Angels were near our Lord all the way from Bethlehem to the ascension. He knew there were twelve legions standing by at Calvary, but He did not use them. We know that angels will always be where Jesus is. On the night He was born, an angelic messenger brought to shepherds the good news that the Lamb of God was born in the city of David. It was the Good Shepherd who was born under such strange circumstances. As the glory of the Lord shone round about these simple hill people, they were frightened. The angel said, “Fear not: for, behold, I bring you good tidings of great joy, which shall be to all people. For unto you is born this day in the city of David a Saviour, which is Christ the Lord.” What a message! “And this shall be a sign unto you; Ye shall find the babe wrapped in swaddling clothes, lying in a manger.”
Just as the angel finished his message, a multitude of the heavenly host swept down into the view of the shepherds. What a scene on the Judaean hills! We wonder how many angels were in the choir that night? The incarnation was a part of God’s plan and way, and His ways are as far above our ways as the heavens are above the earth. Only God could have planned the event that transpired this night. The heavenly host delivered a message that has been sung by choirs for two thousand years. The message was brief: “Glory to God in the highest, and on earth peace, good will toward men.” Look at the balance: heaven—earth; God—man; glory—peace.
THE SEEKING SHEPHERD
The great messages from the angel and the heavenly host gave the shepherds assurance, peace, hope, and joy. After the messengers left, “The shepherds said one to another, Let us go even unto Bethlehem, and see this thing which is come to pass, which the Lord hath made known unto us.” I try to imagine their conversation as they went to the city of David. I can also imagine their silence. I have tried to imagine what they thought about as they saw the baby in the manger and the mother. “Why was He not born in some great palace of the rich? Why not in some religious rabbi’s temple? Why not in the home of a mighty Roman, or a Greek philosopher? Why in a common stable?” I have wondered about these things, too. I would not change the details in that event in any way, even if I could. It is the sweetest story ever told. It is just as God wanted it, and it is exactly right.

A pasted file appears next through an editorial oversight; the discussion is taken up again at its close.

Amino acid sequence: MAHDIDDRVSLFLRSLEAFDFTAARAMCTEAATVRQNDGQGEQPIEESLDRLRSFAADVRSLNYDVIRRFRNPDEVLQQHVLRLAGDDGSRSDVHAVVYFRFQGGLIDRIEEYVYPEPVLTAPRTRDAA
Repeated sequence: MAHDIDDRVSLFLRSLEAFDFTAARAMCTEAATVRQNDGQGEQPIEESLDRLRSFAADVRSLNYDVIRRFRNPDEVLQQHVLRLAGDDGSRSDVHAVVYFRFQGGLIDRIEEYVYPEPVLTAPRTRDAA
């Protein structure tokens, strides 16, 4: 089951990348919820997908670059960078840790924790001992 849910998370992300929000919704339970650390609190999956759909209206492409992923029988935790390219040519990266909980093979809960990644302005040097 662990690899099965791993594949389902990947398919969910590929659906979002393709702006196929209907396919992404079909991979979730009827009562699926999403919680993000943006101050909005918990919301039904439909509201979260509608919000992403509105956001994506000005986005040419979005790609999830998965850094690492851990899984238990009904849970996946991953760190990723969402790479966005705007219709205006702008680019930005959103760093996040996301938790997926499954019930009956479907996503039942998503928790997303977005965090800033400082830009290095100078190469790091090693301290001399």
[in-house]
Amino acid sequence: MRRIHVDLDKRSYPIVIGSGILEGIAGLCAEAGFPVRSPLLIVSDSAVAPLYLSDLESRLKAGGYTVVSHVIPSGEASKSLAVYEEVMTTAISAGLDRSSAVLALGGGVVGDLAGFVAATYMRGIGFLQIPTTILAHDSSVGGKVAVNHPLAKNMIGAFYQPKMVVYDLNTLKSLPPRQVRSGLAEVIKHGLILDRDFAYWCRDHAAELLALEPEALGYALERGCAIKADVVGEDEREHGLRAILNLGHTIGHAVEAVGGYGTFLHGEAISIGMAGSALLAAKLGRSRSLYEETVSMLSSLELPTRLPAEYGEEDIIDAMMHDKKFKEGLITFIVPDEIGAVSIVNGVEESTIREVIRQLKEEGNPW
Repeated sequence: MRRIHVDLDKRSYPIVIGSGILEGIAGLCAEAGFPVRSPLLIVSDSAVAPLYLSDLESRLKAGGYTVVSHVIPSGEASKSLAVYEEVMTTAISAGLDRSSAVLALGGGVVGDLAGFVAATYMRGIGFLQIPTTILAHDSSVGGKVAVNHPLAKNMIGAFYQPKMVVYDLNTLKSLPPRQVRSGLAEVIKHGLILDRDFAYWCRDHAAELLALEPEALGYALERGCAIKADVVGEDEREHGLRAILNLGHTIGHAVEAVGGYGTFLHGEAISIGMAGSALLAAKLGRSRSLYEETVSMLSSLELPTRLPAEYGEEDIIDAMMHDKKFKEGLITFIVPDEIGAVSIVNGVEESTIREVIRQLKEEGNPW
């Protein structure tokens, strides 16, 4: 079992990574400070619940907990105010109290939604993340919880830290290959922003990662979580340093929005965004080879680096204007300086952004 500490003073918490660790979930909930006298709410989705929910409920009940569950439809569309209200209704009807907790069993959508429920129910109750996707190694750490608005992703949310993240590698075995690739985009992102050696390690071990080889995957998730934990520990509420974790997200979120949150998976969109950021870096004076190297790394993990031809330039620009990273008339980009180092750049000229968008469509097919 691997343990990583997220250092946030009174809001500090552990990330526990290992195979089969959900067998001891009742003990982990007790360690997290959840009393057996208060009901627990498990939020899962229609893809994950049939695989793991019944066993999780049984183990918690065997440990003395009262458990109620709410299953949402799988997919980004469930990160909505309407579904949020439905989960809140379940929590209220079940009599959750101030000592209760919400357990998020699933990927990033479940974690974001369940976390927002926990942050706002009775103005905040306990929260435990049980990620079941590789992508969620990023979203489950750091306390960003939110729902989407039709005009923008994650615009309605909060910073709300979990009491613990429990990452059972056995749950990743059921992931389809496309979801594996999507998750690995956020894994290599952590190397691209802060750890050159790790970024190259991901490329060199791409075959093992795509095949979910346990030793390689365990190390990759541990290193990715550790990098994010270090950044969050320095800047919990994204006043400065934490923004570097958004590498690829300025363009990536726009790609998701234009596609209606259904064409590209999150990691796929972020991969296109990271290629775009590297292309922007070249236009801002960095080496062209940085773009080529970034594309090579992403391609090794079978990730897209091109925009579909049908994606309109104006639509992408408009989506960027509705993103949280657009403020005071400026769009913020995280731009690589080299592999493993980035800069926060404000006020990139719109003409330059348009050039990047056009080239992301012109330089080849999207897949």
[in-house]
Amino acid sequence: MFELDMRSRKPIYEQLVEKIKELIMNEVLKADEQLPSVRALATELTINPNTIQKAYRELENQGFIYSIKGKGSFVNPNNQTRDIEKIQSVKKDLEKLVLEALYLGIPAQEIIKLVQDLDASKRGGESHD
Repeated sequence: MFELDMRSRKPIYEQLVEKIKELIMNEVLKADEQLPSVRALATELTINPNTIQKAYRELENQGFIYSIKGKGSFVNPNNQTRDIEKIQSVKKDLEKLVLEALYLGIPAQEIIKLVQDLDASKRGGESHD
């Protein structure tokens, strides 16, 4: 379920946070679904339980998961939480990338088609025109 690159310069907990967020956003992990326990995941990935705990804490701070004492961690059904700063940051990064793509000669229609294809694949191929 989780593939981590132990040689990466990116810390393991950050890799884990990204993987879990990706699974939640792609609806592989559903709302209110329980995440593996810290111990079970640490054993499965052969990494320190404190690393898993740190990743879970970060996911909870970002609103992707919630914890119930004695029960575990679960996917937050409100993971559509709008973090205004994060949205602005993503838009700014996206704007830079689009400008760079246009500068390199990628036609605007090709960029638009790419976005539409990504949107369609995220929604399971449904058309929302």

“And when they had seen it, they made known abroad the saying which was told them concerning this child. And all they that heard it wondered at those things which were told them by the shepherds.” As they went back, they told everyone the marvelous events of the night. The whole community was stirred by this message of the shepherds. Mary and Joseph, too, were amazed at the events of the night. Mary pondered all these things in her heart. Elizabeth must have shouted for joy at the good news. Blessed Mary, the mother of our Lord—all generations have called her blessed! What a pure, precious person this handmaid of the Lord must have been to have been chosen to be the mother of the Christ child.
I wonder if all the shepherds went and told the story, or if some of them were too busy? I cannot help but wonder about the innkeeper? I am sure that if he could relive his life he would vacate the best room for Joseph and Mary.
“And the shepherds returned, glorifying and praising God for all the things that they had heard and seen, as it was told unto them.” When the shepherds came back to their flocks on the Judaean hills, they were changed persons. They praised and glorified God as they tended their flocks. They would never recover from the experiences of the night. They had found Jesus and had worshiped Him. They had heard the sweetest story ever told. Little did they dream that forever they would be famous.
May the experiences of those men belong to us also. May we have the praise and the glory in our hearts as they did on that night when Jesus was born. May the message of the heavenly host thrill our souls. May the message of the angels bring us close to the Christ child. May our hearts never be so full that there is not enough room for Jesus. May our God help us to go out and proclaim the good news of Jesus Christ and His saving grace.